Staircase: HBO Max continues nightmare for Michael Peterson and daughter Margaret

Margaret Ratliff only agreed to appear in front of the camera twenty years ago because Jean-Xavier de Lestradethe documentary series stairs, in extreme cases.

In 2001, Kathleen Peterson, whom Ratliff referred to as “Mom,” was found dead at the bottom of the stairs at the family’s home in Durham, North Carolina. Sixteen years ago, Ratliff’s biological mother, Elizabeth, died of similar conditions in Germany. After the 1985 tragedy, Elizabeth’s friends Michael Peterson With Ratliff and her sister, Martha, into his home and eventually become their legal guardian.

After Katherine’s death, however, Michael was unable to protect his adopted daughters, who were 20 and 18 at the time. He is busy planning a defense trial after being charged with the murder of his late wife. (Michael was convicted in 2003. He has been released from prison after being given a new trial and submitted to Alford to plead guilty.)

Michael, a novelist who ran for mayor of Durham, is skeptical of getting a fair trial. He has publicly attacked the way local officials handle criminal cases in newspaper columns and told his children that he thought having the trials recorded on camera might protect legal action.

“At the time, we feared he would face the death penalty,” Ratliff recalled in a phone interview. Vanity Fair Saturday. Before putting Michael on the phone, Ratliff remembered, “I thought, well, this will help my dad…”

as Ratliff theme, When a documentary she co-produced premiered at the Tribeca Film Festival last weekend, she has no reason to believe in Drystrade’s documentary series, stairs, will be widely seen. She agreed to work on the project in 2002 — years before streaming.

In 2003, Michael was found guilty and sentenced to life in prison. With her father behind bars, she said, Ratliff and her siblings did their best to move forward — trying to bring the disturbing details of Katherine’s death, the tragic trial (North Carolina History one of the longest trials) and a documentary behind them.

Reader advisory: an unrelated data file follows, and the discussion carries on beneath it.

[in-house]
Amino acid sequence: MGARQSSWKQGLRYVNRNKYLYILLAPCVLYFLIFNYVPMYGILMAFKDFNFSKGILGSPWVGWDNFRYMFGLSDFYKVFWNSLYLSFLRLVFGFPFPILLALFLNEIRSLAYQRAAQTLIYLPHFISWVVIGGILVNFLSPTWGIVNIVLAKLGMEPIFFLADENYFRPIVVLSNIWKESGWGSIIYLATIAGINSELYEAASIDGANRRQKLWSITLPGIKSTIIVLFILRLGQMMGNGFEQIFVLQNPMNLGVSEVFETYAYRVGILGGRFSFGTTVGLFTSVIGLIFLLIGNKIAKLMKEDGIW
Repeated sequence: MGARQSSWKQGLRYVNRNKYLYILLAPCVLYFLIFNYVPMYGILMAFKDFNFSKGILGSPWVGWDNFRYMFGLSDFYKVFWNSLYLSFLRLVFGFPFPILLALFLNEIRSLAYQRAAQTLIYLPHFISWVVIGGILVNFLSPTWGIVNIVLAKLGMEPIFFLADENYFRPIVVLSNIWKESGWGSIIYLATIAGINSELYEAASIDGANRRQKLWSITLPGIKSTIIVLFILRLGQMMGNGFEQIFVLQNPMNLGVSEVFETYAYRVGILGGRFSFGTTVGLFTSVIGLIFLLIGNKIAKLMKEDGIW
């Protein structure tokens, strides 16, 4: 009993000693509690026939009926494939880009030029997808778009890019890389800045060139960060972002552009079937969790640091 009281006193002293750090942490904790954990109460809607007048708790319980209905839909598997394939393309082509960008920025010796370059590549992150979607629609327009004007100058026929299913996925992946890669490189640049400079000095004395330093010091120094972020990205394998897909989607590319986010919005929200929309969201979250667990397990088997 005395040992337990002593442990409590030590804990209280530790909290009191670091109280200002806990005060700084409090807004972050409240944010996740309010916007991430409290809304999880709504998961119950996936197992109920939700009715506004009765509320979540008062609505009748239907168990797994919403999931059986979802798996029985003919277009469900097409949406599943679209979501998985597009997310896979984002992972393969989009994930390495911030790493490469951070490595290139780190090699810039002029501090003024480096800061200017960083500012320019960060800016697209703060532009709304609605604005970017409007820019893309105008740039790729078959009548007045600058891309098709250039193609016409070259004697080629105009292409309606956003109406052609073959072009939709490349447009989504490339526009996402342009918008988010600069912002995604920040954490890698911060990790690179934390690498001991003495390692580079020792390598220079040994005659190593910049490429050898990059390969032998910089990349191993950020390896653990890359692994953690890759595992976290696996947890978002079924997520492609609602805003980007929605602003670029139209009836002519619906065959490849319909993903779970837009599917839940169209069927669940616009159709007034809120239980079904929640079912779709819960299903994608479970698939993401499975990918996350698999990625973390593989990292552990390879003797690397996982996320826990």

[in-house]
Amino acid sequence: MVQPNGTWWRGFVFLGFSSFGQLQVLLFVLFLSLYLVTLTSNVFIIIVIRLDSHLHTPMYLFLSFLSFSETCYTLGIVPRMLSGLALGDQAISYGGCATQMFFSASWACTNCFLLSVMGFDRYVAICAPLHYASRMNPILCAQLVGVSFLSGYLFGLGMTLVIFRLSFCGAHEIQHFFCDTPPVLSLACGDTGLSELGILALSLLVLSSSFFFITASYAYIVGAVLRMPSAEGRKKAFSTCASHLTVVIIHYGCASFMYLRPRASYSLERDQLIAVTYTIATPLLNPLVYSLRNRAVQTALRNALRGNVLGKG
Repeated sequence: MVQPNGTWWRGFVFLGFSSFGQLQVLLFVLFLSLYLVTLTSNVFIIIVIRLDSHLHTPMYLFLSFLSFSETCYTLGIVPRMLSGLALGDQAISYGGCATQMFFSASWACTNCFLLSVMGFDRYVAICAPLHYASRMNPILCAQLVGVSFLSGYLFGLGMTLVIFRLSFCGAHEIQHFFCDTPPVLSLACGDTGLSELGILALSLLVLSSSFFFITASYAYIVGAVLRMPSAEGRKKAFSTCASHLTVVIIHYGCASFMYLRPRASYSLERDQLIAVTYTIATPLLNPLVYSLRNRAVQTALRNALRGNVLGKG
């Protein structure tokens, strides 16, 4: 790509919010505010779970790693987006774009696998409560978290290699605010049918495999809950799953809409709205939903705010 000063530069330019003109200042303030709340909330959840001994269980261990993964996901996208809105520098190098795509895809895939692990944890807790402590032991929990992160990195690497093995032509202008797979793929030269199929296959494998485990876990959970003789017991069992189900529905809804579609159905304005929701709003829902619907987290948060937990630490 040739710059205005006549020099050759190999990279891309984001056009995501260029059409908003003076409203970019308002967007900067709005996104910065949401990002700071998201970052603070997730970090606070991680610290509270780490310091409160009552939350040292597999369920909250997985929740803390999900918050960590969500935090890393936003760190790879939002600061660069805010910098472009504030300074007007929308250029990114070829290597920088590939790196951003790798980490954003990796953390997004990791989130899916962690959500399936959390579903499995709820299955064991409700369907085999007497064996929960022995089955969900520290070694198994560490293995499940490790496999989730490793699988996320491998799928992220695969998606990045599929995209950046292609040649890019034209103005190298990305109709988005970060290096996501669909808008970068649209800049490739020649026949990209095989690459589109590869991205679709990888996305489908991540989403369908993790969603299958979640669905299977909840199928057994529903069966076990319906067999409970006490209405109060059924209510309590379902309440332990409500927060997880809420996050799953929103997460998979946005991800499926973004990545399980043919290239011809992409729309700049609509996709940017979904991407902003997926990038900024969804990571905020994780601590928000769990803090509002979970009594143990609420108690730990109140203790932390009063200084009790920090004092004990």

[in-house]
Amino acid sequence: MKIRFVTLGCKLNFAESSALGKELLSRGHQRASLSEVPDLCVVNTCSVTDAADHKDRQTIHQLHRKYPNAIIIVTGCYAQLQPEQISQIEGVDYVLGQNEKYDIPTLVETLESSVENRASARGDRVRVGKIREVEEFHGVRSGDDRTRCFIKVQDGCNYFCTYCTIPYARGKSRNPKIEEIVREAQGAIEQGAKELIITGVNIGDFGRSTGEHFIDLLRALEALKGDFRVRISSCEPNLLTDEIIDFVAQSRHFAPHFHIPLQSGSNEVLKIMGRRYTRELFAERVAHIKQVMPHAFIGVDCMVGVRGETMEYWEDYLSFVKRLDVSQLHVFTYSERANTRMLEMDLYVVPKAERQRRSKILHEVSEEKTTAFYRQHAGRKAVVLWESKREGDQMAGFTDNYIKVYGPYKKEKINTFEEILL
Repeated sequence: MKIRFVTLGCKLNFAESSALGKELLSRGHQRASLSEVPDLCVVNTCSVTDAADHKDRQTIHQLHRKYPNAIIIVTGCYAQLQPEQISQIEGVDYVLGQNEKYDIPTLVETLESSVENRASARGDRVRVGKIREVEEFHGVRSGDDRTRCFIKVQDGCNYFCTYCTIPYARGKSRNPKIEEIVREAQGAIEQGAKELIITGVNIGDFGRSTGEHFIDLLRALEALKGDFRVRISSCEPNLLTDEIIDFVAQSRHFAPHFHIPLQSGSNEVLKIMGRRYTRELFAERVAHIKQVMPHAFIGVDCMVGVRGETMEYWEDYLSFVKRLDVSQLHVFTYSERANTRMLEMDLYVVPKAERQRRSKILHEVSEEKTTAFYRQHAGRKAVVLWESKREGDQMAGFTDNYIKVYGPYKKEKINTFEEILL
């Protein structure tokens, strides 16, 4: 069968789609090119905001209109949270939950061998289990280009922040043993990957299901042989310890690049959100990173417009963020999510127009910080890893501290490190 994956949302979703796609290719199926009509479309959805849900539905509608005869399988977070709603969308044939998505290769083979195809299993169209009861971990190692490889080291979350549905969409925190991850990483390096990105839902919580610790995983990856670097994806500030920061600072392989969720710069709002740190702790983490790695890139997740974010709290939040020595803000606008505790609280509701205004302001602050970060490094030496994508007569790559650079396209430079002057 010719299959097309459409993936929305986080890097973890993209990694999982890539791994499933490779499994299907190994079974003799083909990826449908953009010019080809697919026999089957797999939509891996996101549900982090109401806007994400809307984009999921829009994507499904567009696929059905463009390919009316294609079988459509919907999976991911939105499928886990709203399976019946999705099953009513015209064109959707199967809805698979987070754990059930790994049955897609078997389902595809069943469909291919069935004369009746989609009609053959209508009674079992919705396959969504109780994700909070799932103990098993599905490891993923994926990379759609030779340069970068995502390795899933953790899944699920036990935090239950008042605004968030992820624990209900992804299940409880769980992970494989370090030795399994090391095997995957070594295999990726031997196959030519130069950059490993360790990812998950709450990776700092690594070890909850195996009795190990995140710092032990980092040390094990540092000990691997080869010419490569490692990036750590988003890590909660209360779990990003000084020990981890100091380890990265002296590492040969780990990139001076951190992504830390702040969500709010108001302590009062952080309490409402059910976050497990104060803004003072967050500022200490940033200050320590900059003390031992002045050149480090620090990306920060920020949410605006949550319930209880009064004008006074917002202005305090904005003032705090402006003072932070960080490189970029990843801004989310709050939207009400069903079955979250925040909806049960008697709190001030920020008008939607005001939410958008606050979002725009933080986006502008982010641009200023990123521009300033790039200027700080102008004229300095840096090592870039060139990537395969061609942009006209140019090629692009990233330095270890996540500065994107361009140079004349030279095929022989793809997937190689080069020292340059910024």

“In a way, we don’t have parents. I just want to travel across the world and finish my masters, not talk about stairs,Ratliff said of the impact of de Lestrade’s documentary series, which premiered in 2005 on the Sundance Channel to critical acclaim.

That all changed when Netflix acquired the documentaries in 2018, she said. Immediately, it is accessible to over 120 million users worldwide. The family has already been recognized for the documentary when it became the cult’s true crime favorite. (During a surreal sibling holiday in Denmark, “the only thing displayed on the hotel TV was stairs in English. It felt weird that we went to breakfast because people would just stare at us,” Ratliff recalls.) Netflix’s reach would make them recognizable in a new crowd.

To complicate matters for Ratliff: Before Katherine’s death, she had been interested in documentary filmmaking.back stairs In her Netflix debut, Ratliff said she was interviewed for a job and the person who asked her recognized her from the documentary. She claims that Ratliff’s “weirdest” career experience happened four years ago, when she applied for her “dream job” in Netflix’s own documentary division.

“Had a fantastic assistant position in the documentary department at Netflix, and I had a great call with HR and I was very qualified and very excited,” Ratliff said. “The people in HR got really excited about me and quickly got me to escalate. Then they realized who I was.”

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